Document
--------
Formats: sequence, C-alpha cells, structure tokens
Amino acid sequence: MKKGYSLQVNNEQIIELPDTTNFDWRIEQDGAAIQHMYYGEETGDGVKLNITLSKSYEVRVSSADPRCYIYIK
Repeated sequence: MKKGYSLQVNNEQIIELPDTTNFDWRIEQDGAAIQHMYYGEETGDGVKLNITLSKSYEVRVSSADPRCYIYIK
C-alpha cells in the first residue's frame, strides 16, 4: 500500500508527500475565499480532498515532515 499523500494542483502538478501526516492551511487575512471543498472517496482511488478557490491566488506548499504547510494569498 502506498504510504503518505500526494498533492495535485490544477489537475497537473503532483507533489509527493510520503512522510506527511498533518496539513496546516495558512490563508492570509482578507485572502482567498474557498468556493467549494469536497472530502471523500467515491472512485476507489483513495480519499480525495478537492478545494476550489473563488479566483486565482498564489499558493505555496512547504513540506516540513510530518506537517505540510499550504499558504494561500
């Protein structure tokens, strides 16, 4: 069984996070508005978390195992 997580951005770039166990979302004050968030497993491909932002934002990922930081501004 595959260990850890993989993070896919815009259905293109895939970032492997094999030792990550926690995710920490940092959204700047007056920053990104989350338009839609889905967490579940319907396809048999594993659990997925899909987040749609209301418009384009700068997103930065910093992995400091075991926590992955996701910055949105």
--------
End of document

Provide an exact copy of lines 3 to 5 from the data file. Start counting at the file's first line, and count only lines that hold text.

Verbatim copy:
Repeated sequence: MKKGYSLQVNNEQIIELPDTTNFDWRIEQDGAAIQHMYYGEETGDGVKLNITLSKSYEVRVSSADPRCYIYIK
C-alpha cells in the first residue's frame, strides 16, 4: 500500500508527500475565499480532498515532515 499523500494542483502538478501526516492551511487575512471543498472517496482511488478557490491566488506548499504547510494569498 502506498504510504503518505500526494498533492495535485490544477489537475497537473503532483507533489509527493510520503512522510506527511498533518496539513496546516495558512490563508492570509482578507485572502482567498474557498468556493467549494469536497472530502471523500467515491472512485476507489483513495480519499480525495478537492478545494476550489473563488479566483486565482498564489499558493505555496512547504513540506516540513510530518506537517505540510499550504499558504494561500
């Protein structure tokens, strides 16, 4: 069984996070508005978390195992 997580951005770039166990979302004050968030497993491909932002934002990922930081501004 595959260990850890993989993070896919815009259905293109895939970032492997094999030792990550926690995710920490940092959204700047007056920053990104989350338009839609889905967490579940319907396809048999594993659990997925899909987040749609209301418009384009700068997103930065910093992995400091075991926590992955996701910055949105």